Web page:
The man accused of shooting the man who shot environmental activist Chut Wutty last April had been summoned to the Koh Kong Provincial Court to stand trial next month on charges of unintentional homicide, a court official said yesterday.
According to deputy prosecutor Srey Mak Ny, Timbergreen security employee Ran Boroth will appear in court on October 4 to face allegations that he shot military police officer In Rattana while attempting to disarm him after he purportedly gunned down Wutty, a widely admired forest advocate, on April 26.
“[We] have sent [citations] already,” Mak Ny said, adding that the court had called as witnesses “all who have ever been involved in this case”.
The facts surrounding Wutty’s shooting have been muddled from the start, with the government’s official version of events changing at least three times.
What is known is that Wutty, along with two journalists, was in Koh Kong province’s Mondul Seima district, Bak Khlang commune, photographing evidence of alleged illegal logging being carried out in the Cardamom Mountains by logging company Timbergreen when he was stopped by military police and Timbergreen security employee Boroth.
After an argument in which Wutty refused to hand over the memory card of his camera, military police officer In Rattana reportedly opened fire on the vehicle – killing Wutty – and was then shot himself.
The government line initially stated that bullets ricocheting off of Wutty’s vehicle killed Rattana or that Wutty had fired first. Later, the government amended its version to state that Rattana had shot Wutty, then, consumed with remorse, turned his AK-47 on himself – shooting himself once in the stomach and once in the chest.
Finally, a three-day government investigation, which was criticised by rights groups, found that Boroth had accidentally shot Rattana while trying to disarm him.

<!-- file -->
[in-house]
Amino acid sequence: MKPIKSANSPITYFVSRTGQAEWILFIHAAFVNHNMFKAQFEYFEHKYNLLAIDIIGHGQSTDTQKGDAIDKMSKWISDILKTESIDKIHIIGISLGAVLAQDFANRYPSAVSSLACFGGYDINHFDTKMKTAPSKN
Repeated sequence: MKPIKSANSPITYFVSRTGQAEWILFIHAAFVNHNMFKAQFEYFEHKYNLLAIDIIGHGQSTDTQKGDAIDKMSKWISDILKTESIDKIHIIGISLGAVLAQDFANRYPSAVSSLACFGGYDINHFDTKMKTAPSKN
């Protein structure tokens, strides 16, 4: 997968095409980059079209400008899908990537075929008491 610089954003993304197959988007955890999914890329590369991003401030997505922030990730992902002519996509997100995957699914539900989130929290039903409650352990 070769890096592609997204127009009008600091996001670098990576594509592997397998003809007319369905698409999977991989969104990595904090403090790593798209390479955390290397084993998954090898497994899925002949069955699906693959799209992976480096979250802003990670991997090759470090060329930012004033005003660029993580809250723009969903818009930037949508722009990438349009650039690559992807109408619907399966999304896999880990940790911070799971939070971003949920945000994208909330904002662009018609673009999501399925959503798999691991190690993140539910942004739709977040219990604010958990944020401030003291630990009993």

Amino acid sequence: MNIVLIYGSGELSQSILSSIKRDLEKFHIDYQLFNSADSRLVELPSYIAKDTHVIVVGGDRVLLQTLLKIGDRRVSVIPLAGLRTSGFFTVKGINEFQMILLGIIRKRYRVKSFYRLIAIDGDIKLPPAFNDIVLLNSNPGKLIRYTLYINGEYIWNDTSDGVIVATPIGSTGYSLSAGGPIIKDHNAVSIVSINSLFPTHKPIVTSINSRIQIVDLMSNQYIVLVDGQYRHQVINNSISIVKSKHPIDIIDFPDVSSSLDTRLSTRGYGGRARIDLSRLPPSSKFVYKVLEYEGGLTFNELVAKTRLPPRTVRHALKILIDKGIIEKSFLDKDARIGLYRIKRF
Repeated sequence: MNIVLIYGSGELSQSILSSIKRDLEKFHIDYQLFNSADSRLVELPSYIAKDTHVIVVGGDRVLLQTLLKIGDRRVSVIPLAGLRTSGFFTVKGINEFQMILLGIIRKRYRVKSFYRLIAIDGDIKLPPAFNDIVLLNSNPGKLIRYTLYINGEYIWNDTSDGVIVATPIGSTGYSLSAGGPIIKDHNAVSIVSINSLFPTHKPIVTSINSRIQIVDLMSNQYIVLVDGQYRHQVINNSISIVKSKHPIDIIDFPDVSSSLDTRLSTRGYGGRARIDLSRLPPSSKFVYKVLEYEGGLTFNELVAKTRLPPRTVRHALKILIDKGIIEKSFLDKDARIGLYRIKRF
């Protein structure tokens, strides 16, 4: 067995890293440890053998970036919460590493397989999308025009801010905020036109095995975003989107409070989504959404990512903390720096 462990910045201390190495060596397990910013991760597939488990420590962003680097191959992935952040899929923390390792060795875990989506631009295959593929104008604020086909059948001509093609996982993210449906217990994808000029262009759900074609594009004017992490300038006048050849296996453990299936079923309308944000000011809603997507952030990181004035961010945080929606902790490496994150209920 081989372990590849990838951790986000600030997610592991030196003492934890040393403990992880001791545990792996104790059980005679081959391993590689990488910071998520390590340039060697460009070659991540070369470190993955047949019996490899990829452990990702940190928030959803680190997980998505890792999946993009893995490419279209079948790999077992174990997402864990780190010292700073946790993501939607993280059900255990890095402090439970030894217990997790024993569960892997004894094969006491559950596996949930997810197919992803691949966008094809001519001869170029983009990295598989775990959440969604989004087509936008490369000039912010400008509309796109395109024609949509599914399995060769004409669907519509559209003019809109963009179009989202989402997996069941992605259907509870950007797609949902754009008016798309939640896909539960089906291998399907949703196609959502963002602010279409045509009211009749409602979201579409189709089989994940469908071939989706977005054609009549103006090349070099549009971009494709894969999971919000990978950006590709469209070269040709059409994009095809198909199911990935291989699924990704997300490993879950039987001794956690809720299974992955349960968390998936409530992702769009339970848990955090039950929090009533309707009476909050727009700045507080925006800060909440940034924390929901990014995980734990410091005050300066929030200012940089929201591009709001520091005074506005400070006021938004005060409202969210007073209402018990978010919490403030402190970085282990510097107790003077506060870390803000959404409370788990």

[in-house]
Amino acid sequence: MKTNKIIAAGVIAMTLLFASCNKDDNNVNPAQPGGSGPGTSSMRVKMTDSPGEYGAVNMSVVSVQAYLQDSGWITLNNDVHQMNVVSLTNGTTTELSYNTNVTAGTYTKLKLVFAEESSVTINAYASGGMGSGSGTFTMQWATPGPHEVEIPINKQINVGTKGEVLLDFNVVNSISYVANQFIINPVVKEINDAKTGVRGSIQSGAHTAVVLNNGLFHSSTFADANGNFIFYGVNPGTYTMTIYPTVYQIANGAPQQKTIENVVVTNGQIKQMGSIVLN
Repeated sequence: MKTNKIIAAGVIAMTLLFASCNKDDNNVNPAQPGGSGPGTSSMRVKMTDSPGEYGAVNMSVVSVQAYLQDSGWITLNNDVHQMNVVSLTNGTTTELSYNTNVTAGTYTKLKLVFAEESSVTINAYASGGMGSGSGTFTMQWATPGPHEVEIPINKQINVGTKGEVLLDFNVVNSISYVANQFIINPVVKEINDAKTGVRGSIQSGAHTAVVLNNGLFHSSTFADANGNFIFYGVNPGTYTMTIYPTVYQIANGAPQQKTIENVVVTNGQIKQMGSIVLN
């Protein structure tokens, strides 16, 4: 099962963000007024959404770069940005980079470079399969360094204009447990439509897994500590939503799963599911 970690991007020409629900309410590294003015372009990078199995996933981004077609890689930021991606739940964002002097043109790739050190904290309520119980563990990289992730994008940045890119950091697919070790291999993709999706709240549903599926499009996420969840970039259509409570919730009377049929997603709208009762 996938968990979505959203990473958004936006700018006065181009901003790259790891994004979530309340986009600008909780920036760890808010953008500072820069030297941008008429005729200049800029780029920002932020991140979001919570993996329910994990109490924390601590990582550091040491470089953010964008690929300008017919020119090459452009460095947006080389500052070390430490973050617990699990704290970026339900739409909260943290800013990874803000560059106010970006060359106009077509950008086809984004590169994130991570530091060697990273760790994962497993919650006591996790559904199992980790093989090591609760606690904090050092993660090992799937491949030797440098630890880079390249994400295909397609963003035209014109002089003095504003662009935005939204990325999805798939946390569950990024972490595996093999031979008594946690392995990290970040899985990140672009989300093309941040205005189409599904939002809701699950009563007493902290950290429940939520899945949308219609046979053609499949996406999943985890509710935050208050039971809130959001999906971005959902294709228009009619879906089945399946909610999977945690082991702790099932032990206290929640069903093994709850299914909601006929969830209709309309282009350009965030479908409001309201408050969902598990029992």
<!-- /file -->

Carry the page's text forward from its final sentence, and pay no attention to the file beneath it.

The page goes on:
The two journalists accompanying the activist had fled into the jungle and did not see Rattana’s shooter.
Ly Kosal, Boroth’s lawyer, confirmed that he had received a summons from the court early this week, and that he was ready to appear in court to defend his client.
Kosal added that he expected Boroth to be acquitted, saying his had not shot Rattana himself, but had simply tried to grab the weapon out of Rattana’s hands to prevent him from shooting Wutty.
“My client was just stopping [In Rattana] from continuing to shoot others. If he did not stop him at that time, the action could have caused others to die,” Kosal said.
“While he was stopping him, the trigger pulled and fired two or three bullets, causing [Rattana] to die, too.
“So I think the stopping shows that he did not have intentions to shoot [Rattana] or Chut Wutty; he wanted to help all the people at the incident,” Kosal added, noting that he would be asking the court to acquit his client.
Marcus Hardtke, who had worked with Wutty in the past, said the latest proceedings were unlikely to shed any more light on the circumstances surrounding his friend’s death.
“In the end, the government had four explanations it went through, one after the other, and the final one is the version that is still standing, so I don’t see the court finding anything other than that,” he said.
“To my knowledge, all the people that were interviewed by the court were in one way or another linked to the company, except for the journalist, so it’s quite unlikely anything else will come out of that.”
Hardtke said, however, that he was holding out for the possibility that more evidence could come forward.
“Something else may come to light, but not in this official process,” he said. “There is still a story to be told here.”
Ou Virak, president of the Cambodian Centre for Human Rights, said he would “welcome prosecution on the case”, but said it would be a far cry from sorting out the truth surrounding Wutty’s killing.
Virak also called attention to yellow vine processing facilities adjacent to Timbergreen luxury wood stockpiles.
Under Cambodia’s forest law, establishing such facilities is punishable by five to 10 years in prison.
“The company doesn’t want anything they’re doing to be seen by the public. Why is that?” he asked. “Why didn’t the government investigate?”